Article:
It is Friday night, the band is in full swing and the glasses are clinking at Maduro, a swanky bar in Tokyo's Grand Hyatt hotel. Behind the bar counter, candy-coloured drinks bottles gleam beneath a magnificent gas-lamp chandelier, including some of the 300 whiskies Madura boasts among its line-up. But one category is conspicuously under-represented - Japanese whisky. "We used to have so many Japanese whiskies we couldn't get them all on the menu. But lately we can't source as many because of their huge popularity," the bartender explains.
It is a grievance shared by whisky connoisseurs around the world. Japanese whisky is enjoying an unprecedented surge in demand thanks to high-profile awards and growing international enthusiasm for Japanese culture and cuisine.
In the past decade or so, Japanese whisky brands have lapped up a string of prestigious awards at renowned competitions, including International Spirits Challenge and World Whisky Awards. The latest triumph for Japanese whisky came last November when whisky guru, Jim Murray, crowned Beam Suntory's Yamazaki Single Malt Sherry Cask 2013 the best whisky in the world. In his 2015 Whisky Bible, Murray hailed the Yamazaki 2013 as "near indescribable genius", and gave it 97.5 points out of 100.
That victory coincided at home with the airing of Massan, a hugely popular series on NHK, Japan's public broadcaster, which fictionalises the life of Masataka Taketsuru, the father of Japanese whisky, who travelled to Scotland in the early 1900s and brought home the secrets of whisky-making, along with a Scottish wife.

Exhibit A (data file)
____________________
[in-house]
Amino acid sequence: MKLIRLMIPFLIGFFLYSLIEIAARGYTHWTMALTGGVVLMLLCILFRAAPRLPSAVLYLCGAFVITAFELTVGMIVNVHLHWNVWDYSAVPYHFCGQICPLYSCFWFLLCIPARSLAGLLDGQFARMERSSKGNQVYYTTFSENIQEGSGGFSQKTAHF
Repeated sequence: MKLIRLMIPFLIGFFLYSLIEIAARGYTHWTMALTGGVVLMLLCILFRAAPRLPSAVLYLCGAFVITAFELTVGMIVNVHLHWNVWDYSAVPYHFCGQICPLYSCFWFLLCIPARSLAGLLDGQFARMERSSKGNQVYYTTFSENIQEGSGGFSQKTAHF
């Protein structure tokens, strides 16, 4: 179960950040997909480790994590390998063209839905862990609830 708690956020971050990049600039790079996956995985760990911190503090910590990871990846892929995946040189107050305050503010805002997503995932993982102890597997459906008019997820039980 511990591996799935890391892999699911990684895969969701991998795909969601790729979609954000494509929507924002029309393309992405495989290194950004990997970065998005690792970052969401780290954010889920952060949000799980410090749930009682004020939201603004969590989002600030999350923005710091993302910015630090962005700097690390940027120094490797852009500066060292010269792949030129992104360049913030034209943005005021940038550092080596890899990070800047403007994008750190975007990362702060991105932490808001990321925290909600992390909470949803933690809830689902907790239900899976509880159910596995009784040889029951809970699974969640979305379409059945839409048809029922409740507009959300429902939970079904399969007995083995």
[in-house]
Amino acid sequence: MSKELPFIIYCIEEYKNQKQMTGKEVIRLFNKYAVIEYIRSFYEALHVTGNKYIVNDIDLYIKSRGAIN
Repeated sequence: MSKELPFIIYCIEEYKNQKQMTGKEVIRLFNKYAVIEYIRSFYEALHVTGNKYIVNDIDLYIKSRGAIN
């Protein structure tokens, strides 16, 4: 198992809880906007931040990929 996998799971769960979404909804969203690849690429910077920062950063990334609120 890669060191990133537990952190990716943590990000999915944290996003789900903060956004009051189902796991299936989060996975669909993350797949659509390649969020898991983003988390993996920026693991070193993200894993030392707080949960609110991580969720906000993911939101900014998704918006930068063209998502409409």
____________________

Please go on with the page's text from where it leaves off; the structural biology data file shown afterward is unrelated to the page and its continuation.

Domestic demand for Japanese whisky has skyrocketed ever since the programme began airing last autumn. Overseas, the popularity of Japanese whisky has grown in tandem with a surging international appetite for Japanese cuisine, says Mamoru Tsuchiya, a whisky writer.
While Japanese whisky has been highly regarded by connoisseurs for decades, the recent strength of demand has meant that prized brands are in short supply and can fetch huge premiums at whisky auctions and on the internet.
"The situation is abnormal now," says Takuya Yamane, general manager of marketing department II at Asahi Beer, owner of Nikka Whisky, which was founded by Taketsuru. In January, Nikka saw demand soar 300 per cent year-on-year for its Taketsuru brand blended malt whisky. Not surprisingly, the 3,000 bottles of Yamazaki 2013, which Suntory released exclusively in Europe, were quickly snapped up and have resurfaced at internet auctions at many times the original price.
So, what is it about Japanese whisky that makes it so special? In bestowing Yamazaki 2013 the top prize, Murray praised it in no uncertain terms, calling it "a single malt which no Scotch can at the moment get anywhere near".
While not everyone might agree with that view, what is clear is that Japanese whisky has come a long way from its roots in Scotland and that the result has been to many a whisky connoisseur's liking.